This study included brain MR and CT images of 24 patients that were scanned for radiotherapy treatment planning of brain tumors. MR and CT images were acquired on the same day in radiation treatment position using a thermoplastic mask for immobilization. Patients with heavy dental artefacts on CT and/or MR were excluded. T1 3D MR (repetition time 6.98 ms, echo time 3.14 ms, flip angle 8) images were obtained with dual flex coils on a Philips Ingenia 1.5T MR scanner (Philips Healthcare, Best, The Netherlands). CT images were acquired helically on a Philips Brilliance Big Bore CT scanner (Philips Healthcare, Best, The Netherlands) with 120 kVp and 450 mAs. To allow voxel-wise comparison of synthetic and reference CT images, MR and CT images of the same patient were aligned using rigid registration based on mutual information following a clinical procedure. This registration did not correct for local misalignment (Fig. 2). CT images had a resolution of mm and were resampled to the same voxel size as the MR, namely mm. Each volume had voxels. A head region mask excluding surrounding air was obtained in the CT image and propagated to the MR image.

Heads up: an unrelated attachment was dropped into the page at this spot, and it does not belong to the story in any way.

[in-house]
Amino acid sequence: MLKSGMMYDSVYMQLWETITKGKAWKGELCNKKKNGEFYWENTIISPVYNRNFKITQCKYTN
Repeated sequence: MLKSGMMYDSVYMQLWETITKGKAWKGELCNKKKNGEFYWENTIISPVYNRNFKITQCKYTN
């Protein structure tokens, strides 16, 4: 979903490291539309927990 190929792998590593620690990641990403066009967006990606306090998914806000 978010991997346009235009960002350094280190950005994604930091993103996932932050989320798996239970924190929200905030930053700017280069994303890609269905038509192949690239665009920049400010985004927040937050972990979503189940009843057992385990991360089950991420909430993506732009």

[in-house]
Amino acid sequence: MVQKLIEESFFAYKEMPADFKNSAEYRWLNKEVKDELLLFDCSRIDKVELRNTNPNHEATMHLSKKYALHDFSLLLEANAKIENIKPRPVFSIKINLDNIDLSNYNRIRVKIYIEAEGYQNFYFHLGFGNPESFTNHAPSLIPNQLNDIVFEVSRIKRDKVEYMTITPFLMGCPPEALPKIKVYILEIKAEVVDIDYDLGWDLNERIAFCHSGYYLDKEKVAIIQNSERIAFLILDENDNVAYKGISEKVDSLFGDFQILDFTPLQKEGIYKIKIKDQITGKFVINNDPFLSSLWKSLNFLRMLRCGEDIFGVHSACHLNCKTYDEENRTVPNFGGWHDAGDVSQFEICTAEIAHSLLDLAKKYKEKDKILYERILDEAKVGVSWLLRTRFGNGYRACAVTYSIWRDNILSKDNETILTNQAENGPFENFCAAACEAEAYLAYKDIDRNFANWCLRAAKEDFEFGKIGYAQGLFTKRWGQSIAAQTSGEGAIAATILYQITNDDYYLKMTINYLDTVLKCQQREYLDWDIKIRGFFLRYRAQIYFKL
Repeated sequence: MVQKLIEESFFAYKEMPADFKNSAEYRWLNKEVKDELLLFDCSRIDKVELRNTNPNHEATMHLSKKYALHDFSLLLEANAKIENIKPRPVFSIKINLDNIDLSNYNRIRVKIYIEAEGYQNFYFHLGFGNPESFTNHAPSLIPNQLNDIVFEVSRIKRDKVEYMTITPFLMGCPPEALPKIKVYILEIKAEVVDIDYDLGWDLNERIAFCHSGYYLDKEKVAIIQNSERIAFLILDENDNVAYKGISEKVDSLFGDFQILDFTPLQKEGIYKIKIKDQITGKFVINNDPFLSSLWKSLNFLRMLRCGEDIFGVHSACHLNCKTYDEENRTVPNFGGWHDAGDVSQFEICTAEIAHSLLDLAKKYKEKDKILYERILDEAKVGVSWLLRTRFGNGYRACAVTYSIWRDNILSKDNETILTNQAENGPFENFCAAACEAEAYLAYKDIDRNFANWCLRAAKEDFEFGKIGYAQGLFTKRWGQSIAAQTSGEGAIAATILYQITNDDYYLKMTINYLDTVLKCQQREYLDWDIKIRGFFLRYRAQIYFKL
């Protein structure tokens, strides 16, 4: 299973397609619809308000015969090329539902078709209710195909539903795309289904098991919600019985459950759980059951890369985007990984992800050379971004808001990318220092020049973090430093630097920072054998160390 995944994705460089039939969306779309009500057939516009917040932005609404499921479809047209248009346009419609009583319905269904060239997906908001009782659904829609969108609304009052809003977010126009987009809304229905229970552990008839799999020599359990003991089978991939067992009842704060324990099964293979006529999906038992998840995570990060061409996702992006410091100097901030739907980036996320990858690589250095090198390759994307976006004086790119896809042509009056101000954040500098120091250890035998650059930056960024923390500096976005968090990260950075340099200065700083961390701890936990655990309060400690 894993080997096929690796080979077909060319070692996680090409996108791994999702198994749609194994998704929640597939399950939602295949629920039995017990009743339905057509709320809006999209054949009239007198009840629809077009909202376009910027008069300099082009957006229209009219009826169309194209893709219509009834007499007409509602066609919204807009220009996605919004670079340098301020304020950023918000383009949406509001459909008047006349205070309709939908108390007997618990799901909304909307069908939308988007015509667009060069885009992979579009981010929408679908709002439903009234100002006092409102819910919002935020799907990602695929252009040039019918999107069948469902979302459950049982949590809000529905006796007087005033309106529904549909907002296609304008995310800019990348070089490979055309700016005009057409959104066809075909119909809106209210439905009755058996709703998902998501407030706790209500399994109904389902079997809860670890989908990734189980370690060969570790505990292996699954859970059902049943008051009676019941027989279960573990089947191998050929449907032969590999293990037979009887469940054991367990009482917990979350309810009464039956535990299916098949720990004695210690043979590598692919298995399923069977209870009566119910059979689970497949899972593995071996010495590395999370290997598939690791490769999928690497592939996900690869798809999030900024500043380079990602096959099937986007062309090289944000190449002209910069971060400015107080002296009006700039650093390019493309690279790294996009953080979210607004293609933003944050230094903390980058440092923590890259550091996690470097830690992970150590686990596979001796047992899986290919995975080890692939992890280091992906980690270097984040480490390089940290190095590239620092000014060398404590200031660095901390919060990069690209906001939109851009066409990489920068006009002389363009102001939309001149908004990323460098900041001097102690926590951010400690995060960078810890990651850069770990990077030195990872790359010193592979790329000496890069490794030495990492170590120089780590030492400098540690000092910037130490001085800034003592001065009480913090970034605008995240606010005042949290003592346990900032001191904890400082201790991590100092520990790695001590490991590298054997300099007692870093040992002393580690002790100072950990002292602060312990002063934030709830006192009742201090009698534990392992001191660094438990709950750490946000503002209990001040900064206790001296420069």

The forward cycle consists of three separate CNNs. First, network is trained to translate an input MR image into a CT image. Second, network is trained to translate a synthesized CT image back into an MR image. Third, network is trained to discriminate between synthesized and real CT images . Each of these three neural networks has a different goal. While aims to distinguish synthesized CT images from real CT images, network tries to prevent this by synthesizing images that cannot be distinguished from real CT images. These images should be translated back to the MR domain by network so that the original image is reconstructed from as accurately as possible.